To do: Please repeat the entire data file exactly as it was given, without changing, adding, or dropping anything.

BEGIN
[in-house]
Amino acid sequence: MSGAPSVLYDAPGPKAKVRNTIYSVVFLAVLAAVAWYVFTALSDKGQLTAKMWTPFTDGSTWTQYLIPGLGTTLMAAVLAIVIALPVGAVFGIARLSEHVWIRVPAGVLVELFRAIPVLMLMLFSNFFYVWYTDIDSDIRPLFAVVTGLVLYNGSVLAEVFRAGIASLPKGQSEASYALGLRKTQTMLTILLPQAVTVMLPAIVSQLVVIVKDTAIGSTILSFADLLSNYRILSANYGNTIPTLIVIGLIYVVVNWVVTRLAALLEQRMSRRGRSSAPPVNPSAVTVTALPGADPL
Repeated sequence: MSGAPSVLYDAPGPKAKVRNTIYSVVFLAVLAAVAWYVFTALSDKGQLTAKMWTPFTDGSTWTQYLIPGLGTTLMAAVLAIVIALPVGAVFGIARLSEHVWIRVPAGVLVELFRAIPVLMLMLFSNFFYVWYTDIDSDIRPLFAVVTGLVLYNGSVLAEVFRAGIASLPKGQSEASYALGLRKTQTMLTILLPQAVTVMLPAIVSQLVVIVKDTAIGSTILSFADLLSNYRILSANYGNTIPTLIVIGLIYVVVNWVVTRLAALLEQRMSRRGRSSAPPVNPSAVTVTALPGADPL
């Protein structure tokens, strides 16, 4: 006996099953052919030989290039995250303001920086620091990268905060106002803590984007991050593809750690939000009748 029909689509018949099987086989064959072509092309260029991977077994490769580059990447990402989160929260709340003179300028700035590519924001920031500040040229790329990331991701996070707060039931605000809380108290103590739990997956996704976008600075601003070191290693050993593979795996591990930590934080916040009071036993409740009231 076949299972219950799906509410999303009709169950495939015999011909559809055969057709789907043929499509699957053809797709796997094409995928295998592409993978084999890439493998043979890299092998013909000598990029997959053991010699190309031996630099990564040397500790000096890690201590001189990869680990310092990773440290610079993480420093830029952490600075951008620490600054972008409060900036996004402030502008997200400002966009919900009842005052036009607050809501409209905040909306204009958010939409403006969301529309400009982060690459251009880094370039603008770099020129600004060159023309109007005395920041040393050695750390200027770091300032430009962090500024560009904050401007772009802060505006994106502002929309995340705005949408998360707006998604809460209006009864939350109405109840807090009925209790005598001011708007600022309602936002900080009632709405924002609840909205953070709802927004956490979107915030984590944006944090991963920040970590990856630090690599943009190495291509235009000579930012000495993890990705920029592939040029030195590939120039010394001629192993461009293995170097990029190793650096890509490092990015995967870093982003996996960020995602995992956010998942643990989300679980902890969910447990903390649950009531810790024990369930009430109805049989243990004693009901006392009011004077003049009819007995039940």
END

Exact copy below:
[in-house]
Amino acid sequence: MSGAPSVLYDAPGPKAKVRNTIYSVVFLAVLAAVAWYVFTALSDKGQLTAKMWTPFTDGSTWTQYLIPGLGTTLMAAVLAIVIALPVGAVFGIARLSEHVWIRVPAGVLVELFRAIPVLMLMLFSNFFYVWYTDIDSDIRPLFAVVTGLVLYNGSVLAEVFRAGIASLPKGQSEASYALGLRKTQTMLTILLPQAVTVMLPAIVSQLVVIVKDTAIGSTILSFADLLSNYRILSANYGNTIPTLIVIGLIYVVVNWVVTRLAALLEQRMSRRGRSSAPPVNPSAVTVTALPGADPL
Repeated sequence: MSGAPSVLYDAPGPKAKVRNTIYSVVFLAVLAAVAWYVFTALSDKGQLTAKMWTPFTDGSTWTQYLIPGLGTTLMAAVLAIVIALPVGAVFGIARLSEHVWIRVPAGVLVELFRAIPVLMLMLFSNFFYVWYTDIDSDIRPLFAVVTGLVLYNGSVLAEVFRAGIASLPKGQSEASYALGLRKTQTMLTILLPQAVTVMLPAIVSQLVVIVKDTAIGSTILSFADLLSNYRILSANYGNTIPTLIVIGLIYVVVNWVVTRLAALLEQRMSRRGRSSAPPVNPSAVTVTALPGADPL
């Protein structure tokens, strides 16, 4: 006996099953052919030989290039995250303001920086620091990268905060106002803590984007991050593809750690939000009748 029909689509018949099987086989064959072509092309260029991977077994490769580059990447990402989160929260709340003179300028700035590519924001920031500040040229790329990331991701996070707060039931605000809380108290103590739990997956996704976008600075601003070191290693050993593979795996591990930590934080916040009071036993409740009231 076949299972219950799906509410999303009709169950495939015999011909559809055969057709789907043929499509699957053809797709796997094409995928295998592409993978084999890439493998043979890299092998013909000598990029997959053991010699190309031996630099990564040397500790000096890690201590001189990869680990310092990773440290610079993480420093830029952490600075951008620490600054972008409060900036996004402030502008997200400002966009919900009842005052036009607050809501409209905040909306204009958010939409403006969301529309400009982060690459251009880094370039603008770099020129600004060159023309109007005395920041040393050695750390200027770091300032430009962090500024560009904050401007772009802060505006994106502002929309995340705005949408998360707006998604809460209006009864939350109405109840807090009925209790005598001011708007600022309602936002900080009632709405924002609840909205953070709802927004956490979107915030984590944006944090991963920040970590990856630090690599943009190495291509235009000579930012000495993890990705920029592939040029030195590939120039010394001629192993461009293995170097990029190793650096890509490092990015995967870093982003996996960020995602995992956010998942643990989300679980902890969910447990903390649950009531810790024990369930009430109805049989243990004693009901006392009011004077003049009819007995039940």